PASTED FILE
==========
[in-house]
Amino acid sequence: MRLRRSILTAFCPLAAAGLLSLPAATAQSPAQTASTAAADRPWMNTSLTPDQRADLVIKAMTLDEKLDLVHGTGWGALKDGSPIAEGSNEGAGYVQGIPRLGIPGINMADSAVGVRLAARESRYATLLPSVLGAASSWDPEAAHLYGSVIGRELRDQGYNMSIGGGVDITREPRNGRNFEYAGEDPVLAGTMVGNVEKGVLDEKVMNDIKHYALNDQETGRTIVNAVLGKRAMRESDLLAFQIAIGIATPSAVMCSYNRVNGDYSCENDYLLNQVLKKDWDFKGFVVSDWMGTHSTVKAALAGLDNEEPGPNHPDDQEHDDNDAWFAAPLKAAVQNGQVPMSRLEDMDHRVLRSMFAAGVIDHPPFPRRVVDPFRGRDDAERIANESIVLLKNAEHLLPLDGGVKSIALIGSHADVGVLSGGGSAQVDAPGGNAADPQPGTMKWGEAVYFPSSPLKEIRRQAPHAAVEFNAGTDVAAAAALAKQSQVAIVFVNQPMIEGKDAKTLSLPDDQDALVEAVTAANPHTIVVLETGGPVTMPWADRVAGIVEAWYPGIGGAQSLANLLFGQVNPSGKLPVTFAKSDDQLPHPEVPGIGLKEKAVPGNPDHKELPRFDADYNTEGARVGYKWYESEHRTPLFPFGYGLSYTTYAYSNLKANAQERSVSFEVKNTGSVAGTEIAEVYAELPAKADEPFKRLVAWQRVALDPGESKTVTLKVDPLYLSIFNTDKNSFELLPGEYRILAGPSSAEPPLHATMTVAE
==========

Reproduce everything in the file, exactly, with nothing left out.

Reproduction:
[in-house]
Amino acid sequence: MRLRRSILTAFCPLAAAGLLSLPAATAQSPAQTASTAAADRPWMNTSLTPDQRADLVIKAMTLDEKLDLVHGTGWGALKDGSPIAEGSNEGAGYVQGIPRLGIPGINMADSAVGVRLAARESRYATLLPSVLGAASSWDPEAAHLYGSVIGRELRDQGYNMSIGGGVDITREPRNGRNFEYAGEDPVLAGTMVGNVEKGVLDEKVMNDIKHYALNDQETGRTIVNAVLGKRAMRESDLLAFQIAIGIATPSAVMCSYNRVNGDYSCENDYLLNQVLKKDWDFKGFVVSDWMGTHSTVKAALAGLDNEEPGPNHPDDQEHDDNDAWFAAPLKAAVQNGQVPMSRLEDMDHRVLRSMFAAGVIDHPPFPRRVVDPFRGRDDAERIANESIVLLKNAEHLLPLDGGVKSIALIGSHADVGVLSGGGSAQVDAPGGNAADPQPGTMKWGEAVYFPSSPLKEIRRQAPHAAVEFNAGTDVAAAAALAKQSQVAIVFVNQPMIEGKDAKTLSLPDDQDALVEAVTAANPHTIVVLETGGPVTMPWADRVAGIVEAWYPGIGGAQSLANLLFGQVNPSGKLPVTFAKSDDQLPHPEVPGIGLKEKAVPGNPDHKELPRFDADYNTEGARVGYKWYESEHRTPLFPFGYGLSYTTYAYSNLKANAQERSVSFEVKNTGSVAGTEIAEVYAELPAKADEPFKRLVAWQRVALDPGESKTVTLKVDPLYLSIFNTDKNSFELLPGEYRILAGPSSAEPPLHATMTVAE